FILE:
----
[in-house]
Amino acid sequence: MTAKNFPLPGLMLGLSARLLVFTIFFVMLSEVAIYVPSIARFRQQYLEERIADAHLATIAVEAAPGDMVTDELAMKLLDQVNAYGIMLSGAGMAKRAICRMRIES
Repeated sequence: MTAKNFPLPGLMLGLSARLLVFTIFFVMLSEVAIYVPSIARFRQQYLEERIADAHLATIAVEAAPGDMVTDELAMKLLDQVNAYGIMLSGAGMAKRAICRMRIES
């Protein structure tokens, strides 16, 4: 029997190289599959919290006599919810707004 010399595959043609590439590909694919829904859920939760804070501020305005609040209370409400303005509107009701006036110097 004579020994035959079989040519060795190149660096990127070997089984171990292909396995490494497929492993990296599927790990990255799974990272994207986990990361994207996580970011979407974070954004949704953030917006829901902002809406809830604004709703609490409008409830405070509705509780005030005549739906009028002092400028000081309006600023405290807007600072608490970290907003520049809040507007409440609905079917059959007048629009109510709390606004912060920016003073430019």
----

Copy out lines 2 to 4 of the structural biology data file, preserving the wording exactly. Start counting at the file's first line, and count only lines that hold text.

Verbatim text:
Amino acid sequence: MTAKNFPLPGLMLGLSARLLVFTIFFVMLSEVAIYVPSIARFRQQYLEERIADAHLATIAVEAAPGDMVTDELAMKLLDQVNAYGIMLSGAGMAKRAICRMRIES
Repeated sequence: MTAKNFPLPGLMLGLSARLLVFTIFFVMLSEVAIYVPSIARFRQQYLEERIADAHLATIAVEAAPGDMVTDELAMKLLDQVNAYGIMLSGAGMAKRAICRMRIES
């Protein structure tokens, strides 16, 4: 029997190289599959919290006599919810707004 010399595959043609590439590909694919829904859920939760804070501020305005609040209370409400303005509107009701006036110097 004579020994035959079989040519060795190149660096990127070997089984171990292909396995490494497929492993990296599927790990990255799974990272994207986990990361994207996580970011979407974070954004949704953030917006829901902002809406809830604004709703609490409008409830405070509705509780005030005549739906009028002092400028000081309006600023405290807007600072608490970290907003520049809040507007409440609905079917059959007048629009109510709390606004912060920016003073430019």